The Wikipedia entry for the World Wide Fund for Nature (WWF) states that ‘WWF is an international non-governmental organization working on issues regarding the conservation, research and restoration of the environment’. No surprises there then, just as you imagined, WWF working hard to protect nature, wildlife and the environment. Commercial exploitation would be the last thing you’d think WWF would be involved with. And that’s where you’d be wrong.
Since 2009 WWF Norway have been in partnership with Aker Biomarine, a Norwegian company that runs the largest krill fishery in the Antarctic. Aker Biomarine pays $178,000 annually for the privilege of putting the WWF logo on its products. In October 2012 WWF Australia signed a new partnership deal, this time with Australian fish and krill oil producer Blackmores. WWF have not yet disclosed how much this new partnership is worth.
Some might think that it is an oxymoron for a conservation organisation to be raising funds from entering into partnerships with companies that rely on the commercial exploitation of wild species to make their products. After all krill are a keystone species and numerous animals rely on them for food. There is also serious doubt about what the environmental impact a krill fishery would have in the Antarctic.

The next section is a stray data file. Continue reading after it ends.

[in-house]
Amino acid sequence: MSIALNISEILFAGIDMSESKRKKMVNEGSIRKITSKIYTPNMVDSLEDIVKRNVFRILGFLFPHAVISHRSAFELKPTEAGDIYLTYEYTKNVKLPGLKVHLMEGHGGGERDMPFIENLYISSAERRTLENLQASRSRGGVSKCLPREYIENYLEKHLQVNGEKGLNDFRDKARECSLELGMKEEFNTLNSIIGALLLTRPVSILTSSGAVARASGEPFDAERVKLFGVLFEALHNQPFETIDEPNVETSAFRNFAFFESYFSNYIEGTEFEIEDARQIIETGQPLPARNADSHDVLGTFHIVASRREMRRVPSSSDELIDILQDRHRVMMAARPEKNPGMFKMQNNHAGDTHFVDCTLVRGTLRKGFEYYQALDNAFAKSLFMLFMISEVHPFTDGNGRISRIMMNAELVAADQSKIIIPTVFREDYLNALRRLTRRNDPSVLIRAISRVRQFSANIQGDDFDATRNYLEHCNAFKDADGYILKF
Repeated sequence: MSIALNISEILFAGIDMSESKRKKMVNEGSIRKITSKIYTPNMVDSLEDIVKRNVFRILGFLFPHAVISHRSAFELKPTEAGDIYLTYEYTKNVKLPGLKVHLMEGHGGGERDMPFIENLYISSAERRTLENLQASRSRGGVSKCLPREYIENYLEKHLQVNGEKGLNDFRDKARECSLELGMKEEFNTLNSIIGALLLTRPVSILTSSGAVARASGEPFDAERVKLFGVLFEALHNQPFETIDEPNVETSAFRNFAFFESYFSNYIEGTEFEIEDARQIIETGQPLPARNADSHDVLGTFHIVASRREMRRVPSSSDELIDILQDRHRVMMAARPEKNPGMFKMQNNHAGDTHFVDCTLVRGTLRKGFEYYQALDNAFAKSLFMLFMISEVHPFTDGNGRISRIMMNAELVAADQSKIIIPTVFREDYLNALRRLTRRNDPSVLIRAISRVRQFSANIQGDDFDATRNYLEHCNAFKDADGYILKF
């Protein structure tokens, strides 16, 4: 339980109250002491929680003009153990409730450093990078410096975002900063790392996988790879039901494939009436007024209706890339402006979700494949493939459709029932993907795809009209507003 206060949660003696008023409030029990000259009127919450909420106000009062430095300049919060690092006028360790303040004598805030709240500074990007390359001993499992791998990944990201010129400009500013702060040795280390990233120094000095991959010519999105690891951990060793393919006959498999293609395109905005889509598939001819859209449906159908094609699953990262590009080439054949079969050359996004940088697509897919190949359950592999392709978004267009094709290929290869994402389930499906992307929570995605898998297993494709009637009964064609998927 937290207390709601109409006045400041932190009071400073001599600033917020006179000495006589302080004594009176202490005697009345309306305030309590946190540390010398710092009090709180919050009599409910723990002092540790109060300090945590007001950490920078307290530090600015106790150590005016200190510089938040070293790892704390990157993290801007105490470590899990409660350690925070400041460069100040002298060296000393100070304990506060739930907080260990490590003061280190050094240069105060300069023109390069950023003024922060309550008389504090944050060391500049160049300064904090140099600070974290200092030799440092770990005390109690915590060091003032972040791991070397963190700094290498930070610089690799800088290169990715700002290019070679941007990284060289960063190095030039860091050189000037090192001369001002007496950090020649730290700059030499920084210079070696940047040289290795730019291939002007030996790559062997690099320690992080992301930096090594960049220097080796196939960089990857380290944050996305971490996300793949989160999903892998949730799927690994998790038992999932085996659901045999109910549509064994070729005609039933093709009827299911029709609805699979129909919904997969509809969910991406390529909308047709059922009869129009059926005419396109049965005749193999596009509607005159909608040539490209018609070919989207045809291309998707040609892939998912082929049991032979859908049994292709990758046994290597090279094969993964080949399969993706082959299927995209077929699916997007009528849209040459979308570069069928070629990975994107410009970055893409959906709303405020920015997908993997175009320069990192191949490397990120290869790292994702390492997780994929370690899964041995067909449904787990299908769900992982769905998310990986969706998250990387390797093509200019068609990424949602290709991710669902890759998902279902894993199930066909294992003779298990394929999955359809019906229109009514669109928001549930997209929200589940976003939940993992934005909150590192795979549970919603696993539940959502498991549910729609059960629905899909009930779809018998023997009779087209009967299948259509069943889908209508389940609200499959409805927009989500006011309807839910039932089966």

Even WWF are worried about krill.
In a report entitled ‘Blue Whales – Under Threat’ WWF stated that ‘the problem of declining krill threatens most of the Antarctic food chain, but it is especially serious for the blue whales because there are so few of them’. Stuart Chapman of WWF goes further saying ‘when you get this kind of warning shot that indicates something is going terribly wrong in the Antarctic, we need to sound the alarm.’You’d expect consistency of communication from one of the world’s largest conservation organisations, but WWF’s apparent confusion over the krill issue is worrying. Either that or WWF are just mere opportunists who garner funds from leaping on the nearest bandwagon?
Krill exploitation is truly scraping the bottom of the barrel. It is the final frontier of marine exploitation, and a frontier that shouldn’t be crossed. The Antarctic krill fishery is in its infancy and could still be nipped in the bud. WWF’s endorsement not only encourages the expansion of the fishery, it lends respectability to the commercial exploitation of the whole Antarctic region.
If you think that WWF have made an error by endorsing the Antarctic krill fishery, please sign this petition.